The Broken Heart of America:
St. Louis and the Violent History of the United States
Thursday, October 15, 2020
Free, online and open to the public
Sponsored by the Department of History
and the UT Humanities Center Distinguished Lecture Series
St. Louis was once one of the nation’s largest and most important cities. It was the site of the 1904 World’s Fair, also known as the Louisiana Purchase Exposition, a massive celebration of American imperialism in the city that was once the staging point for the westward expansion of the United States and the dispossession of Native Americans. There had been talk of moving the nation’s capital to St. Louis. The city is the home of institutions like Washington University in St. Louis, as well as Anheuser-Busch, founded by German immigrants in the nineteenth century, Monsanto, and McDonnell Douglas—all of which have now been bought by multinational firms. Three of the 25 wealthiest suburbs in the country are in metro St. Louis.
Yet like many cities in America’s interior, it has experienced de-industrialization and dramatic population loss since the twentieth century; vast tracts of the starkly segregated city feel like a wrecked ghost town. St. Louis today has the highest murder rate in the nation and the highest rate of police shootings in the nation. There is an eighteen-year difference in life expectancy between a child born to a family living in the almost completely black Jeff-Vander-Lou neighborhood in North St. Louis and a child born to a family living in the majority-white suburb of Clayton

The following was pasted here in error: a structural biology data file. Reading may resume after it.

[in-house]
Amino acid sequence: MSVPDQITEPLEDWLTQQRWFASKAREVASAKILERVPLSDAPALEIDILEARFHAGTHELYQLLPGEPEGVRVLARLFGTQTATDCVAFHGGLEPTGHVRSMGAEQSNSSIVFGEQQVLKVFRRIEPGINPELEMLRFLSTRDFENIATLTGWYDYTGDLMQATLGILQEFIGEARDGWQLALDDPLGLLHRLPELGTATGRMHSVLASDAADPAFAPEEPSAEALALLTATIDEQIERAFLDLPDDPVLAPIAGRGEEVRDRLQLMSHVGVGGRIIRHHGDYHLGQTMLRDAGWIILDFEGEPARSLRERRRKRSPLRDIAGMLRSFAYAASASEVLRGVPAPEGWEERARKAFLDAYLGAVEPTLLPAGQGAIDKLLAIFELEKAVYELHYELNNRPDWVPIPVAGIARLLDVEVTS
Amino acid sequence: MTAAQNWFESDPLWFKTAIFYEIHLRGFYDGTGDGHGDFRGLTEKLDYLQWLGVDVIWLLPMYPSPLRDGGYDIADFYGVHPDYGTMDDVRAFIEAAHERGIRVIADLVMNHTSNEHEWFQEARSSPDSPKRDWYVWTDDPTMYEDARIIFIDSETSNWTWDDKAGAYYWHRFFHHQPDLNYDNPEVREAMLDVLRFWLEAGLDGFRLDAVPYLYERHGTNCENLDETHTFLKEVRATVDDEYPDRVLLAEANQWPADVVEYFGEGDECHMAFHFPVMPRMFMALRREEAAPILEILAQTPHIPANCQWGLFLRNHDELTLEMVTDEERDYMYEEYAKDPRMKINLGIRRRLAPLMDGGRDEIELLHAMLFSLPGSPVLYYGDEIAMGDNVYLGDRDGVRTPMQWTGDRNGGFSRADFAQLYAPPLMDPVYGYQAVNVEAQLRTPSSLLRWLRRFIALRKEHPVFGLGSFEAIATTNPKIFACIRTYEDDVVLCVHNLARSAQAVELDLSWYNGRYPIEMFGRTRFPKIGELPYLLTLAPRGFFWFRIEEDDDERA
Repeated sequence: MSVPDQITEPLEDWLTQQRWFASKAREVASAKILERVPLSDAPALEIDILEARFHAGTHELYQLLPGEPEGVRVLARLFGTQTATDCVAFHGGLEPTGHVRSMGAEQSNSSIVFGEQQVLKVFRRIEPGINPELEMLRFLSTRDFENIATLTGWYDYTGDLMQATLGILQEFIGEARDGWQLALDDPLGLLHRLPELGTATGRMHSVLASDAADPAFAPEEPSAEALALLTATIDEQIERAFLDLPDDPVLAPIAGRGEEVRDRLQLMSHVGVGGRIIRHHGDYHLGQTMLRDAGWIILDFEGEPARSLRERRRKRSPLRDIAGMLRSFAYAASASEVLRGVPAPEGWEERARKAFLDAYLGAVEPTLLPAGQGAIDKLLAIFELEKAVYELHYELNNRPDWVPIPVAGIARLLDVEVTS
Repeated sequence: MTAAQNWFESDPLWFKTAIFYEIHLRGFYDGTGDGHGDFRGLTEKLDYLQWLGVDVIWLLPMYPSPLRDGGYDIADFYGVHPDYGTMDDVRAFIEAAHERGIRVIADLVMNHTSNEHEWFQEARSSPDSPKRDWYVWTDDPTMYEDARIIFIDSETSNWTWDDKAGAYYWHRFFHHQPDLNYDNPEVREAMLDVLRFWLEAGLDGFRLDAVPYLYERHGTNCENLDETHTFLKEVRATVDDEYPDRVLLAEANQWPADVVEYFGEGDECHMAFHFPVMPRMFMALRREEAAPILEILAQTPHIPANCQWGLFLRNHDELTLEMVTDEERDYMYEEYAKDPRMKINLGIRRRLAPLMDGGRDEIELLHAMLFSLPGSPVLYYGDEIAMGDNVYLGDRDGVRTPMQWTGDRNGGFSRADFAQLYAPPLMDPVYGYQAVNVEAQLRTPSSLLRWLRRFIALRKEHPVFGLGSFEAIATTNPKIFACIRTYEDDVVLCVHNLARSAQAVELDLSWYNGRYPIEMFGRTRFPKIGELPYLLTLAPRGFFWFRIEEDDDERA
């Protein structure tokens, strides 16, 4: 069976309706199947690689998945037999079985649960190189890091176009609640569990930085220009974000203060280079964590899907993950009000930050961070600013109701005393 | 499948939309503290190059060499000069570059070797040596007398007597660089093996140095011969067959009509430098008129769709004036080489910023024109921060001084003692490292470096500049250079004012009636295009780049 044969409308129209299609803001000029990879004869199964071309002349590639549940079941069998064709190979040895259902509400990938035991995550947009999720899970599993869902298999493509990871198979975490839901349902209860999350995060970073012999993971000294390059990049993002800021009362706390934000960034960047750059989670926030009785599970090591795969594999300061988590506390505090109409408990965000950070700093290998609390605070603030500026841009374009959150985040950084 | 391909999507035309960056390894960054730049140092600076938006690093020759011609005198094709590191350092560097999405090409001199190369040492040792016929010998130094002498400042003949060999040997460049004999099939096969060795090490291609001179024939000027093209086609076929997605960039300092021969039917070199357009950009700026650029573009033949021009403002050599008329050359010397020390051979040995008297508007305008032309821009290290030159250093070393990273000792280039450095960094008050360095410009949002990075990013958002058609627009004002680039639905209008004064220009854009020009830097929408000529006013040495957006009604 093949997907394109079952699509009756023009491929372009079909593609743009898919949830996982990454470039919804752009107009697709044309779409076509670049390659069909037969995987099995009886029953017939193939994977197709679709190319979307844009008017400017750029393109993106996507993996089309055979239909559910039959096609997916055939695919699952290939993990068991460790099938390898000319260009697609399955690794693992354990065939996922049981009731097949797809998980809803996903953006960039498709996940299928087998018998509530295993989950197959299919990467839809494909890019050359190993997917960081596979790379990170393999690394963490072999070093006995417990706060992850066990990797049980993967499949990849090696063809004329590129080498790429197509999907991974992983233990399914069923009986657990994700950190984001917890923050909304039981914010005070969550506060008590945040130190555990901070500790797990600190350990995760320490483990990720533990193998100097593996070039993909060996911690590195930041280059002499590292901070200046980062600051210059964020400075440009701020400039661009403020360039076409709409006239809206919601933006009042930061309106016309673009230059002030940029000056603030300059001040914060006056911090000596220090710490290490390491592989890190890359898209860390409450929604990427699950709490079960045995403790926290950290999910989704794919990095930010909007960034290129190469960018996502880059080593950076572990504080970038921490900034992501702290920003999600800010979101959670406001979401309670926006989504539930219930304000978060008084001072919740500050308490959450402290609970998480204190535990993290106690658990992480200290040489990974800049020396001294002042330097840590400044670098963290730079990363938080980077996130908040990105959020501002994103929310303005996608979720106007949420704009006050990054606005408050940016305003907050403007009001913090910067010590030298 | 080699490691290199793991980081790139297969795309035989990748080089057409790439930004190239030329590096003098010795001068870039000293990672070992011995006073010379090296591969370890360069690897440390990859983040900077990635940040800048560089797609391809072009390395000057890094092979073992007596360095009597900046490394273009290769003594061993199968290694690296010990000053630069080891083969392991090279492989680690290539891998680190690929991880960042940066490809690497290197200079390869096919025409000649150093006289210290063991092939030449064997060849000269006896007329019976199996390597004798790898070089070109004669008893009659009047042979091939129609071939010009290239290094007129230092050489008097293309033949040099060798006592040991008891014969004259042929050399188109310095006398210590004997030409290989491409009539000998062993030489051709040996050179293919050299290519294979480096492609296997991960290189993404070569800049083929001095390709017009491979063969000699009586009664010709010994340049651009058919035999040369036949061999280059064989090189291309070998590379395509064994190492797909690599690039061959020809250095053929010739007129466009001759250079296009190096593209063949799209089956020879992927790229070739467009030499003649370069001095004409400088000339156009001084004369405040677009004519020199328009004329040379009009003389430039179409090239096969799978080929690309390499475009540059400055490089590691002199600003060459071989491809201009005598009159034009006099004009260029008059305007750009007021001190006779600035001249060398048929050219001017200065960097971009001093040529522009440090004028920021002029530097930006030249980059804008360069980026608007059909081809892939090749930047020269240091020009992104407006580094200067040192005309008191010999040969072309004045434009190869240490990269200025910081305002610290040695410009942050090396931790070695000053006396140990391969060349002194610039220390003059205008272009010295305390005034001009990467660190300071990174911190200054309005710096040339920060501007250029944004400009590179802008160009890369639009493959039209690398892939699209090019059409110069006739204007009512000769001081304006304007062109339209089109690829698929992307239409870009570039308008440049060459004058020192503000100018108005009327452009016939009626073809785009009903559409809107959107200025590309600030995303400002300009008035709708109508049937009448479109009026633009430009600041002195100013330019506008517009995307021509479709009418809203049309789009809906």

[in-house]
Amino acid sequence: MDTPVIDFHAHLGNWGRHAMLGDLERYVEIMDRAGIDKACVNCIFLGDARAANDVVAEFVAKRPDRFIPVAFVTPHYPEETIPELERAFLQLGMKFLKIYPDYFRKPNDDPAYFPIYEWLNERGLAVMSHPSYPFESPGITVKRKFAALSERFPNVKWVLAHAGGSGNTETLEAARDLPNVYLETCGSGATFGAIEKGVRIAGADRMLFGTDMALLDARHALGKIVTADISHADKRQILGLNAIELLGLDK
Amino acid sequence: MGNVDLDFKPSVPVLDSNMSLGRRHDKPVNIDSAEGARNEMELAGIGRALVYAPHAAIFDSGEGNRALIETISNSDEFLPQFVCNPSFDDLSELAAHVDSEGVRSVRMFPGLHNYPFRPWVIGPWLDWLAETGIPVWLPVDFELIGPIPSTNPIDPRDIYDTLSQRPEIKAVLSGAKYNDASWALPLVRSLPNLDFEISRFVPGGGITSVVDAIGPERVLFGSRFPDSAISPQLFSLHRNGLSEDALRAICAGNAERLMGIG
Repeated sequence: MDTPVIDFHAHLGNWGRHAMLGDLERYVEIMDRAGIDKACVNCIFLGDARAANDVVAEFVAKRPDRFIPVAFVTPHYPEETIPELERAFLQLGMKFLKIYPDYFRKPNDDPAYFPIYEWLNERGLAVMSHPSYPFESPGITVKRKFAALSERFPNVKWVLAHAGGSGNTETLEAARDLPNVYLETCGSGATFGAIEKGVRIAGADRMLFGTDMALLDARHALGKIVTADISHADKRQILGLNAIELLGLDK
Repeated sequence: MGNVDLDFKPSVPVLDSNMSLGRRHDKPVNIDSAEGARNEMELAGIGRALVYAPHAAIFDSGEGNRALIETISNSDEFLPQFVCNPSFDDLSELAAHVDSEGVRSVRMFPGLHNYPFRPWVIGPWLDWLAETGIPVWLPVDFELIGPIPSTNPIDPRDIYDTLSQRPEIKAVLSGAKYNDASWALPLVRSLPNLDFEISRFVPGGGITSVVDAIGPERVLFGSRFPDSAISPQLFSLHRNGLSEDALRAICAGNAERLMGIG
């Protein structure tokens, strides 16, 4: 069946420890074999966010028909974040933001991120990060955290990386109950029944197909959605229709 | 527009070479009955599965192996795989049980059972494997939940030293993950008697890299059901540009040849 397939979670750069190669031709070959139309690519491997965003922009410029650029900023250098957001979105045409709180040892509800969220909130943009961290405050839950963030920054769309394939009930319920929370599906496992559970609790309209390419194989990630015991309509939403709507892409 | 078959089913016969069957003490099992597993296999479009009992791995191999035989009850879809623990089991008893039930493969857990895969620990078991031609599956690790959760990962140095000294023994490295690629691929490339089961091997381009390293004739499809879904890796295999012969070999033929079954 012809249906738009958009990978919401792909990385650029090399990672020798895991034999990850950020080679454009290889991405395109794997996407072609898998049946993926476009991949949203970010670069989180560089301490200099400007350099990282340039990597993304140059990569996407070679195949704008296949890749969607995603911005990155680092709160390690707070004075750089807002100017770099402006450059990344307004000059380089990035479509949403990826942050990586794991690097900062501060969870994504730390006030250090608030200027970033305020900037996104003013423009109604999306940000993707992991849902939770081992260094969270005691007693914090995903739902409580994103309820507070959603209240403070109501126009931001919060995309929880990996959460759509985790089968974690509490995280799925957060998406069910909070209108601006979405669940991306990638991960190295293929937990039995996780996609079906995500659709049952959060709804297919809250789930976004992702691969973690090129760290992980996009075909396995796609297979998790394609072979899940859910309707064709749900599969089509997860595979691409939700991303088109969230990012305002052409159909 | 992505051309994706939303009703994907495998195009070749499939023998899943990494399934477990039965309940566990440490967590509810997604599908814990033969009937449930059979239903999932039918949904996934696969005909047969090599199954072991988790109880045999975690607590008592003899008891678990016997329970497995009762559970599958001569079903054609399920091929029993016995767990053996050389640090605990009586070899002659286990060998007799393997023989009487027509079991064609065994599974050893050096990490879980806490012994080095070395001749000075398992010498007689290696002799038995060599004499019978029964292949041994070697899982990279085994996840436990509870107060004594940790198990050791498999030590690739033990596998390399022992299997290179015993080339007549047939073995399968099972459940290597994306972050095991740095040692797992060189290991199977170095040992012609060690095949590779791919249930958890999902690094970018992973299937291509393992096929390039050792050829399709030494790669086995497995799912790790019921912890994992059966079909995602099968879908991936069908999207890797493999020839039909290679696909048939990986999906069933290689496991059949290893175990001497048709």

St. Louis’s apparent contradictions, Johnson suggests, may not be so incongruous. His book takes what is already widely known about modern St. Louis and writes it into a new story of the city, from its imperial history to its contested role in the nineteenth-century battle over the expansion of slavery to its racist urban planning and development policy.
Walter Johnson is the Winthrop Professor of History and Professor of African and African American History at Harvard University. He grew up in Columbia, Missouri, and is a member of the Rock Bridge High School Hall of Fame (2006). His prize-winning books, Soul by Soul: Life Inside in the Antebellum Slave Market (1999) and River of Dark Dreams: Slavery and Empire in the Mississippi Valley’s Cotton Kingdom (2013), were published by Harvard University Press. His autobiographical essay, “Guns in the Family,” was included the 2019 edition of Best American Essays; it was originally published in the Boston Review, of which Johnson is a contributing editor. The Broken Heart of America: St. Louis and the Violent History of the United States was published in the spring of 2020. Johnson is a founding member of the Commonwealth Project, which brings together academics, artists, and activists in an effort to imagine, foster, and support revolutionary social change, beginning in St. Louis.